Canadian Forest Service Publications

Molecular evidence of facultative intraguild predation by Monochamus titillator larvae (Coleoptera: Cerambycidae) on members of the southern pine beetle guild. 2012. Schoeller, E. N.; Husseneder, C.; Allison, J. D. Naturwissenschaften 99: 913-924.

Year: 2012

Available from: Great Lakes Forestry Centre

Catalog ID: 34158

Language: English

CFS Availability: PDF (request by e-mail)

Available from the Journal's Web site.
DOI: 10.1007/s00114-012-0973-6

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Abstract

The southern pine bark beetle guild (SPBG) is arguably the most destructive group of forest insects in the southeastern USA. This guild contains five species of bark beetles (Coleoptera: Curculionidae: Scolytinae): Dendrocto nus frontalis, Dendroctonus terebrans, Ips avulsus, Ips calligraphus, and Ips grandicolUs. A diverse community of illicit receivers is attracted to pheromones emitted by the SPBG, including the woodborers Monochamus carolinensis and Monochamus titillator (Coleoptera: Cerambycidae). These woodborers have been traditionally classified as re source competitors; however, laboratory assays suggest that larval M. carolinensis may be facultative intraguild preda tors of SPBG larvae. This study used polymerase chain reaction (PCR)-based molecular gut content analyses to characterize subcortical interactions between M. titillator and members of the SPBG. The half-lives of SPBG DNA were estimated in the laboratory prior to examining these interactions in the field. A total of 271 field-collected M. titillator larvae were analyzed and 26 (9.6 %) tested positive for DNA of members of the SPBG. Of these larvae, 25 (96.2 %) tested positive for /. grandicolUs and one (3.8 %) for /. calligraphus. Failure to detect D. terebrans and D. frontalis was likely due to their absence in the field. /. avulsus was present, but primers developed using adult tissues failed to amplify larval tissue. Results from this study support the hypothesis that larval Monochamus spp. are facultative intraguild predators of bark beetle larvae. Addi tionally, this study demonstrates the capabilities of PCR in elucidating the interactions of cryptic forest insects and provides a tool to better understand mechanisms driving southern pine beetle guild population fluctuations.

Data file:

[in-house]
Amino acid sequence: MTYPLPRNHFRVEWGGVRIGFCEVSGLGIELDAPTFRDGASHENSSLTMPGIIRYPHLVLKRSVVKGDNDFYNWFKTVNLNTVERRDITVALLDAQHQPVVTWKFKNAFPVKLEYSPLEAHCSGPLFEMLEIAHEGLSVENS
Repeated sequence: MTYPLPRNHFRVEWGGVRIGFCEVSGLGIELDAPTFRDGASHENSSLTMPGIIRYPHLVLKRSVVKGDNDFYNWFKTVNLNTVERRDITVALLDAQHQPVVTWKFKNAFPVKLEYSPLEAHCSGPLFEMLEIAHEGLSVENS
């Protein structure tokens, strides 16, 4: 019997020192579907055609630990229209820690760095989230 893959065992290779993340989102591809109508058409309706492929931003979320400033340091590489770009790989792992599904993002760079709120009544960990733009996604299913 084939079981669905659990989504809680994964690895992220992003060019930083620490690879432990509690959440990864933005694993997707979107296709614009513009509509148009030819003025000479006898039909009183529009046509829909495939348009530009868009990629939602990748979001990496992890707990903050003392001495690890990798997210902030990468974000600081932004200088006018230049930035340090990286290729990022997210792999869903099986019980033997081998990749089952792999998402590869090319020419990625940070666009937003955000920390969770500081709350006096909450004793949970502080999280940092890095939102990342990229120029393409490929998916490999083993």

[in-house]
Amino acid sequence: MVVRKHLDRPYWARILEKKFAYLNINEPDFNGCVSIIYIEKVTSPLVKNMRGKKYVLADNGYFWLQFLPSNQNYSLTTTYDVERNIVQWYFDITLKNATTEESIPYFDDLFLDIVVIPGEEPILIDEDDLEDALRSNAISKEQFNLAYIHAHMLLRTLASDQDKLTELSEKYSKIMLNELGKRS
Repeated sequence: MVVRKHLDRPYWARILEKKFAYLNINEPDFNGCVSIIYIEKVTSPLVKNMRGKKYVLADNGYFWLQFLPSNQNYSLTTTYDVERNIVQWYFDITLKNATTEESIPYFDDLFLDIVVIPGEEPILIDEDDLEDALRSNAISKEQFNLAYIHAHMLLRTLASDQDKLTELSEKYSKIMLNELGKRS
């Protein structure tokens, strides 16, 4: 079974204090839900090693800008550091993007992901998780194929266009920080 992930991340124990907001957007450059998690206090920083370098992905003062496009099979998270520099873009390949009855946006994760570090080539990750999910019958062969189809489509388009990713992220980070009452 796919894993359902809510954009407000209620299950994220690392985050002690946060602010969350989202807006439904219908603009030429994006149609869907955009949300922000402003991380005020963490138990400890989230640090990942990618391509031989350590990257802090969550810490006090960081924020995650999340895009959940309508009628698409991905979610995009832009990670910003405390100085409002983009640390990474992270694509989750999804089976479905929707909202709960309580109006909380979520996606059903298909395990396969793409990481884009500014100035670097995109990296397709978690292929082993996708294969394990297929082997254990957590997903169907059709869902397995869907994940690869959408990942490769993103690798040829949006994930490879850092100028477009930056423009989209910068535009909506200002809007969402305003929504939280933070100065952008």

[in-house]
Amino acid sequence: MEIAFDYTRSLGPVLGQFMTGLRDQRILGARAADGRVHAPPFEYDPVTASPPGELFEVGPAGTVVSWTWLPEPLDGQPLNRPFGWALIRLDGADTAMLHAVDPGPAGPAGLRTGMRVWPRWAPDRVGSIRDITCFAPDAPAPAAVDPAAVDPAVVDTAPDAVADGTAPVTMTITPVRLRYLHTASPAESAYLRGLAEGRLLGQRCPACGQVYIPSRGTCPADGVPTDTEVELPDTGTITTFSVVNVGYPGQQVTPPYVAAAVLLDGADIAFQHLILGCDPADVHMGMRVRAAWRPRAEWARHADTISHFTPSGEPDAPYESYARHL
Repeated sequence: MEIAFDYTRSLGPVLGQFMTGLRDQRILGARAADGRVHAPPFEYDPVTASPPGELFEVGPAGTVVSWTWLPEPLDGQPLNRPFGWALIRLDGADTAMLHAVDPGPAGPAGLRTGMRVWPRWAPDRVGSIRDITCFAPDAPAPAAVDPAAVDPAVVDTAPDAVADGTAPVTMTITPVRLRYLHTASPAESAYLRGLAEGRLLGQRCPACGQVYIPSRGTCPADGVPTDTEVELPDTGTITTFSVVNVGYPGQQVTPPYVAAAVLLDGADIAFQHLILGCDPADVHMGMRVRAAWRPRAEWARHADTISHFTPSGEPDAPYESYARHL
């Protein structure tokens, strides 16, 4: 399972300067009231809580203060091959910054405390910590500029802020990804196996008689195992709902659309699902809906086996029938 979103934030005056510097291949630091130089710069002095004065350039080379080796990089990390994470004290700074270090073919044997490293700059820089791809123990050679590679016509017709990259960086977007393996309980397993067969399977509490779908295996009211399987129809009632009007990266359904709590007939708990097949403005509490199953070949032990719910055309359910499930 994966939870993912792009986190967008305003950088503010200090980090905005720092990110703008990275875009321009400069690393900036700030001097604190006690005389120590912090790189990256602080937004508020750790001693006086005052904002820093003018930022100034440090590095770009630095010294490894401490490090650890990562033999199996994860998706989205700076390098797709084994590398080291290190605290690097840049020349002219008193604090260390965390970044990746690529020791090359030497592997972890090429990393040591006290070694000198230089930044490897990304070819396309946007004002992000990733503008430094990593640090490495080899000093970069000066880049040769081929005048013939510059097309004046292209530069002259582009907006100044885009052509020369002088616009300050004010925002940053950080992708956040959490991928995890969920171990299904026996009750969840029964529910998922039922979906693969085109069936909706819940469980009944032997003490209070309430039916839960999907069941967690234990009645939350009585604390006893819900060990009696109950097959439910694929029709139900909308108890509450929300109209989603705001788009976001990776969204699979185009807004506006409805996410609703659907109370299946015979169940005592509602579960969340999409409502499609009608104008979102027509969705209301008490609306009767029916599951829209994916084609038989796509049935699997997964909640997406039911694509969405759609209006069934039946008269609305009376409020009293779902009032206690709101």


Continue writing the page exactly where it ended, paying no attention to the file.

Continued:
Plain Language Summary

The southern pine bark beetle guild (SPBG) is the most destructive group of forest insects in the southeastern US. Other insects are attracted to pheromones emitted by the SPBG, including woodborers in the genus Monochamus. These woodborers have been traditionally classified as resource competitors; however, laboratory tests suggest that larvae may also be predators of SPBG larvae. We used molecular gut content analyses to show that larval Monochamus spp. are predators of bark beetle larvae. The lab technique used provides a tool to better understand the mechanisms driving bark beetle population fluctuations.

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